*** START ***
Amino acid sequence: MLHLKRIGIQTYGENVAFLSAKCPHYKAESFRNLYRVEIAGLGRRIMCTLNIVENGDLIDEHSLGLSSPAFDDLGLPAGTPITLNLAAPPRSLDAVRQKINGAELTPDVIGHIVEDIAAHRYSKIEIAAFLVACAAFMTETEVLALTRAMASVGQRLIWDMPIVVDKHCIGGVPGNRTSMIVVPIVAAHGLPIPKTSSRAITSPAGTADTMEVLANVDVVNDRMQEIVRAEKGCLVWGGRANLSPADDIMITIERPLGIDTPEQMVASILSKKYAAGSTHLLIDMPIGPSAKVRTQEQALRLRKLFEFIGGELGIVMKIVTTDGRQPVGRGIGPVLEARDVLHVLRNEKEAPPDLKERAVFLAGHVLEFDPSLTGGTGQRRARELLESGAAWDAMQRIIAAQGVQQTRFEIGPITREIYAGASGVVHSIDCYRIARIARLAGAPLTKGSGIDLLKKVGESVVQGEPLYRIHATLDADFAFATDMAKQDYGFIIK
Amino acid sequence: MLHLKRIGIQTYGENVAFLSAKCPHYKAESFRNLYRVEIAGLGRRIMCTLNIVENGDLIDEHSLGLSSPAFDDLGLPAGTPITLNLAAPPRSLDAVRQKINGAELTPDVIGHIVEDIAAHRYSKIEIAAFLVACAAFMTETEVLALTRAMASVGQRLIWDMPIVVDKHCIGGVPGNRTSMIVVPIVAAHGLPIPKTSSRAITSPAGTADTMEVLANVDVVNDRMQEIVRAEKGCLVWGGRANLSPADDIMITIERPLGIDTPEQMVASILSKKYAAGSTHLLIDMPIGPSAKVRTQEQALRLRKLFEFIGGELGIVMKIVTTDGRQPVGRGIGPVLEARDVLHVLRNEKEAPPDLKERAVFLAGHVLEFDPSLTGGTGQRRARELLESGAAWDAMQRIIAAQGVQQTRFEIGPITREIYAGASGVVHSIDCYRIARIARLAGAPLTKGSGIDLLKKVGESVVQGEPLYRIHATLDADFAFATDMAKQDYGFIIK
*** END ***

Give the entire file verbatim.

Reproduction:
Amino acid sequence: MLHLKRIGIQTYGENVAFLSAKCPHYKAESFRNLYRVEIAGLGRRIMCTLNIVENGDLIDEHSLGLSSPAFDDLGLPAGTPITLNLAAPPRSLDAVRQKINGAELTPDVIGHIVEDIAAHRYSKIEIAAFLVACAAFMTETEVLALTRAMASVGQRLIWDMPIVVDKHCIGGVPGNRTSMIVVPIVAAHGLPIPKTSSRAITSPAGTADTMEVLANVDVVNDRMQEIVRAEKGCLVWGGRANLSPADDIMITIERPLGIDTPEQMVASILSKKYAAGSTHLLIDMPIGPSAKVRTQEQALRLRKLFEFIGGELGIVMKIVTTDGRQPVGRGIGPVLEARDVLHVLRNEKEAPPDLKERAVFLAGHVLEFDPSLTGGTGQRRARELLESGAAWDAMQRIIAAQGVQQTRFEIGPITREIYAGASGVVHSIDCYRIARIARLAGAPLTKGSGIDLLKKVGESVVQGEPLYRIHATLDADFAFATDMAKQDYGFIIK
Amino acid sequence: MLHLKRIGIQTYGENVAFLSAKCPHYKAESFRNLYRVEIAGLGRRIMCTLNIVENGDLIDEHSLGLSSPAFDDLGLPAGTPITLNLAAPPRSLDAVRQKINGAELTPDVIGHIVEDIAAHRYSKIEIAAFLVACAAFMTETEVLALTRAMASVGQRLIWDMPIVVDKHCIGGVPGNRTSMIVVPIVAAHGLPIPKTSSRAITSPAGTADTMEVLANVDVVNDRMQEIVRAEKGCLVWGGRANLSPADDIMITIERPLGIDTPEQMVASILSKKYAAGSTHLLIDMPIGPSAKVRTQEQALRLRKLFEFIGGELGIVMKIVTTDGRQPVGRGIGPVLEARDVLHVLRNEKEAPPDLKERAVFLAGHVLEFDPSLTGGTGQRRARELLESGAAWDAMQRIIAAQGVQQTRFEIGPITREIYAGASGVVHSIDCYRIARIARLAGAPLTKGSGIDLLKKVGESVVQGEPLYRIHATLDADFAFATDMAKQDYGFIIK